Literature/Film/Art

Following on from the discussion on the Brecht text that Andrew and I have been having here I thought I would put forward the following ideas about how to produce art politically;

‘literary works cannot be taken over like factories’ Brecht*

‘To make a political film is not the same as to make films politically’ Godard**

‘All art is subject to political manipulation except that which speaks the language of this same manipulation’ Zizek***

the Brecht and Zizek quotes have been stuck on my studio wall for some time now, I can across the Godard one today while waiting for a video to render. I have been wanting to put the Brecht quote into the mix since John touched on the co-option of the protest movement by galleries below. I suppose I am wondering about the two fronts of wider dissent (which is ‘allowed’ by the mechanisms of art) and of critique of art within art (which is frowned upon). I was hoping to unpick this a bit more but have become stuck, I thought therefore I would post something that others could engage with if they want.

*Popularity and Realism (1938)
**quoted in Harun Farocki Against What? Against Whom? (2009)
***quoted in Alexei Monroe The Interrogation Machine (2005)

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2 responses to “Literature/Film/Art

  1. Andrew Cooper

    Three interesting quotes. Just taking the Brecht first-
    My feeling is in our time when there has been an unprecedented inoculation against ideas which could have a radical effect we need to snatch and claw them back and re-inhabit them to discover their use. Actually many people think its a joke, the way that radical theorist like Benjamin have been used by some hoop jumping artists and twittering ‘academics’ and it is…but then being confronted with a capitalist state hell bent on maintaining social hierarchy after the explosion of fictitious capital isn’t. We are indebted to people who struggled for emancipation and people like Benjamin who struggled to find new ways of thinking outside of the ‘common sense’- ‘I’ll do you over and exploit you at the slightest opportunity.’ Class antagonism is real, social relations of power and exploitation are real. People’s lives are being damaged now. Mr. Diamond head of Barclays says ‘bankers should stop saying sorry’. He has just given himself a 9 million-pond bonus. The grant budget in tower Hamlets is being cut by 9 million and the total budget will be cut by 15 million over the next three years. My colleague spoke to three parents he met last night who are soon to lose their jobs working in tower hamlets services, loads of people will loose their lively hoods. This is a disgusting injustice.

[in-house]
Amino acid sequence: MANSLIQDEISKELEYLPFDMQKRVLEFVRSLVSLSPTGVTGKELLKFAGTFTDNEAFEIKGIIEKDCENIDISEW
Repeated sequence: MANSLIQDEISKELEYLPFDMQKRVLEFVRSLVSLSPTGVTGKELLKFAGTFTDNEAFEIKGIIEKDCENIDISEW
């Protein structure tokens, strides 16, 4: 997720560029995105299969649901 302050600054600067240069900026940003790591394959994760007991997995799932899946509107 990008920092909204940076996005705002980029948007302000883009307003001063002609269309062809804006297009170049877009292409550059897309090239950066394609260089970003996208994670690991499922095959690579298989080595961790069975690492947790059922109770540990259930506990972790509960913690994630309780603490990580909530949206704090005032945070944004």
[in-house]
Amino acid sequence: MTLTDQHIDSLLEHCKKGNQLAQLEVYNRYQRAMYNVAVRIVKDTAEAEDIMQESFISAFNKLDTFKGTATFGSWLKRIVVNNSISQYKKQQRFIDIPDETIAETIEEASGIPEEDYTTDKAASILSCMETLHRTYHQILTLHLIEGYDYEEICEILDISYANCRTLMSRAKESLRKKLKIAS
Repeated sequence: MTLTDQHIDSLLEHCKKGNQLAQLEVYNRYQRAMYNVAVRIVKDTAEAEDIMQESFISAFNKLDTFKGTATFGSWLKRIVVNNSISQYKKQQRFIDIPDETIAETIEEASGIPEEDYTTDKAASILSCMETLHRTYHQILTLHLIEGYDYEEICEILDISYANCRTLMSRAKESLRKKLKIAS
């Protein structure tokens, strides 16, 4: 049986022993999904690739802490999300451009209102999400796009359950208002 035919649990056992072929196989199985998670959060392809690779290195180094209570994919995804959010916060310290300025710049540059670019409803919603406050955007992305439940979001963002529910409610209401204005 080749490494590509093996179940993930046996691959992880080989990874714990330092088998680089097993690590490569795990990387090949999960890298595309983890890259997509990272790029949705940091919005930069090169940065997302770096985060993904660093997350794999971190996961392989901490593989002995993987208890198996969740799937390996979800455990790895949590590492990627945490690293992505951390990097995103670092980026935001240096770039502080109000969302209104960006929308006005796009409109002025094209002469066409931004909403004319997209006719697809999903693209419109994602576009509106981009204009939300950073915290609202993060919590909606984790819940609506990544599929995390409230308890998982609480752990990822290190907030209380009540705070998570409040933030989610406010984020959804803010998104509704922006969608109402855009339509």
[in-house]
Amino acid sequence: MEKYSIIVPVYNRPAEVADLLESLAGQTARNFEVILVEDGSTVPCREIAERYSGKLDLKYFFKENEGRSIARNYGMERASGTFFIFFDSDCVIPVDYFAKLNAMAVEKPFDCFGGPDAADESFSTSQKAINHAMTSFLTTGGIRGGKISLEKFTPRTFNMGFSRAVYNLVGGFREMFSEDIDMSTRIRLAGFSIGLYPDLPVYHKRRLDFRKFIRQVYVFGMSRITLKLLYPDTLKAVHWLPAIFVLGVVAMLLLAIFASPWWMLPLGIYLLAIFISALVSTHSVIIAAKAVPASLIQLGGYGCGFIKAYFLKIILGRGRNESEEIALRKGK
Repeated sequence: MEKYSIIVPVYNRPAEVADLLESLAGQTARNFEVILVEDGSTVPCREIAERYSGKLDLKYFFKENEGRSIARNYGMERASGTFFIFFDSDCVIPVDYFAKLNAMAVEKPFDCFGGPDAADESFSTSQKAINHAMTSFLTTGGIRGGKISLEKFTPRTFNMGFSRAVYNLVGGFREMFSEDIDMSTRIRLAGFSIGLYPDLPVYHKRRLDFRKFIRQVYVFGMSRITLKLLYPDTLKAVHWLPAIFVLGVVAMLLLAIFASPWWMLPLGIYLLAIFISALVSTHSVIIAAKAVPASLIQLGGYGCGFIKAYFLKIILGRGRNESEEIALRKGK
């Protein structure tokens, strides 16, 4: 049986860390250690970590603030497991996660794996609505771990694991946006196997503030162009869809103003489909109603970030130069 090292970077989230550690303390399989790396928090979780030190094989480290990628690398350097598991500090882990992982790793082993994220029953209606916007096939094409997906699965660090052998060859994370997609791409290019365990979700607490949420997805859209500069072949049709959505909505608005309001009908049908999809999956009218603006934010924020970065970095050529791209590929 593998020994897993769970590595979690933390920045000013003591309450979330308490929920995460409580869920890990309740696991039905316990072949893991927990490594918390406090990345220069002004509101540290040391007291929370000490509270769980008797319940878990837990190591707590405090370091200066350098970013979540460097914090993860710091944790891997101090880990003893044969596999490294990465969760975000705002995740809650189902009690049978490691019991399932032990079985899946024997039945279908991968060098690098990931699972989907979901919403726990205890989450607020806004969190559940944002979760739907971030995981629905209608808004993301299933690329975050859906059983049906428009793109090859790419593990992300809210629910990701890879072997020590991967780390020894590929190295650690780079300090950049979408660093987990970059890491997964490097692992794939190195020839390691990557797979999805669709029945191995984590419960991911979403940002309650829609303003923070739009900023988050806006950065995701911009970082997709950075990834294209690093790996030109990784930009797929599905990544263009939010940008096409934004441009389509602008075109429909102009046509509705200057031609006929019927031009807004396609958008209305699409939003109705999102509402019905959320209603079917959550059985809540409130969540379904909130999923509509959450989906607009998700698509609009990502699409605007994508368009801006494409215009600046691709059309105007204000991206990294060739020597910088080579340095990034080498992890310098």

‘It’s quite straightforward, you’ll understand it. It’s not hard.
    Because you’re not an exploiter, you’ll easily grasp it.
    It’s for your own good, so find out all about it.
    They’re fools who describe it as foolish, and foul who describe it as
    foulness.
    It’s against all that’s foul and against all that’s foolish.
    The exploiters will tell you that it’s criminal,
    But we know better:
    It puts an end to all that’s criminal.
    It isn’t madness, but puts
    An end to all madness.
    It doesn’t mean chaos
    I just means order.
    It’s just the simple thing
    That’s hard, so hard to do.’

    (Bertolt Brecht, “In Praise of Communism,” from The Mother, London: Methuen 1978, p. 28)

  2. this might be the type of hoop jumping that andrew condemns above but one of the things that brecht’s statement highlights for me is the necessity within art to engage politically with the mode of production. there has been some discussion recently where artists have been wanting to engage with dissent but in some way inoculate their practice against it. a belief perhaps that art and politics cannot mix, or a refusal to think about their work in political terms.

    what i think brecht is saying is that, because the historical structures of cultural production are so tied into capital we need to think about how we produce (art)work in new terms. i think that this is not only still relevant today i think that its relevance can be spread. if we no longer work in factories then the mechanisms of protest and dissent that we deploy have to reflect this. and brecht does it supremely well as the quote from ‘the mother’ proves.

    i have never been able to understand how someone can use a deluezian critique of a schizo-capital to produce a painting that they then go on to sell to an investment banker and claim to be honest. at least with brecht the same investment banker can go and see ‘st joan of the stockyards’ but he will be insulted throughout…

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